‘I was kind of concerned about their feedback if I was to throw some of my “metal” bits, but as the first vocals parts on “You Try Me” went on, I knew they were loving it.’
Headed in to the Fall, Mario is riding high after reaching what is arguably the largest milestone of his burgeoning career: the release of his debut artist album. Titled Negative Infinity, the LP has been a long-awaited project and finally saw the light of day last week via Industrial Strength Records. Mario was first introduced to Industrial Strength boss Lenny Dee after a performance during a festival in Spain. Lenny was so impressed by the energy the then-24 year old artist possessed, he had immediately introduced himself, inviting Mario to the Industrial Strength studios to record.
Since then, Industrial Strength has played home to three Mario Malke releases, all of which were collaborations, making Negative Infinity his first solo project on the label. Already sitting a top the Juno Hard Techno charts, fans have begun to take note of the style and energy on display throughout Negative Infinity’s duration.
‘I’ve known the label since when I started. I used to buy their vinyl records since my very beginning, so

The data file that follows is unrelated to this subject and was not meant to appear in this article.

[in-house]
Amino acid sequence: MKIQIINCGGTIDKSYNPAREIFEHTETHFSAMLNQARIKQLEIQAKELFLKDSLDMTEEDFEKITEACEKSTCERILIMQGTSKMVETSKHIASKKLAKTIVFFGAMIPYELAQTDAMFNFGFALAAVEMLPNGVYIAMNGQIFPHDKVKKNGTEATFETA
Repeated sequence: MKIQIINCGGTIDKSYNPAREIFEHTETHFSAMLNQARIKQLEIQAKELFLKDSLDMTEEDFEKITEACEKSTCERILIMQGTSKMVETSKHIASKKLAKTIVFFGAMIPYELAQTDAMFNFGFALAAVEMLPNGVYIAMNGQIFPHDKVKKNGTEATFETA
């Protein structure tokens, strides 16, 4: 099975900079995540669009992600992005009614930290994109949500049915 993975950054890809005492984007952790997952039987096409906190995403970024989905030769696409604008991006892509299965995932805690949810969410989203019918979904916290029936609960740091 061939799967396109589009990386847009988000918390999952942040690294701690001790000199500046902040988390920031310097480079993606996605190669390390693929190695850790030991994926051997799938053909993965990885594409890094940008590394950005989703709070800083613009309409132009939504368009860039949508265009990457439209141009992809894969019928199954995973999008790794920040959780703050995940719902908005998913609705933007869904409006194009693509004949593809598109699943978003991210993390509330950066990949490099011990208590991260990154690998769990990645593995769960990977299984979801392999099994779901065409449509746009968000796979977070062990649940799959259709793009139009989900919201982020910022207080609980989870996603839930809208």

you can Imagine how proud I am to release my debut LP at this legendary label.’
In order to produce the LP, Malke used a combination of Ableton Live, a Novation MinoNova, Access Virus, Roland V-Drums, a Roland SPD-SX, and a Roland SPD-30 Octapad, to form the 11 punishing productions on the album.
The LP’s title track leads things off, setting the tone with a heavily industrialized intro and a powerful, lead bass line. ‘Killing Beasts’ is to follow, immediately turning the tempo up a notch with an energized vocal loop and a barrage of hi hats flying off in various directions leading in to a serious of filters and distortions. ‘Hold Your Breath’ and ‘Evil Intent’ features the creative genius of electronic hardcore artist Tooms, bringing enough fire to set any dance floor ablaze. Records such as ‘Fuck That Beat Up’ highlight a bevy of drum n bass influences that are accented by hard techno and hard dance break downs with brief pauses in between.
Overall, it’s a near-flawless display of some of dance music’s hardest sounds and a body of work that truly reflects Mario Malke as an artist. The album’s title, is meant to invoke paradoxical thoughts and parlays in to the contrast of techno and industrial influences that run rampant through Malke’s soundscape.
‘The LP has no semantical concept, its mostly orientated to our sensorial senses. So it was kind of hard
to come up with a name. It was only when I was watching a documentary and heard about “negative infinity” and got crazy about this paradox. I couldn’t stop thinking…. Can there be a negative infinity?’
The remainder of 2017 is no less busy for Mario Malke. September sees the first run of gigs in the United States for the Brazilian product and Malke has gigs lined up in the Czech Republic, Amsterdam for the legendary Amsterdam Dance Event, and Slovenia for the ECO Festival in the coming months.
Check out the album below and Give Mario a follow on his socials for more.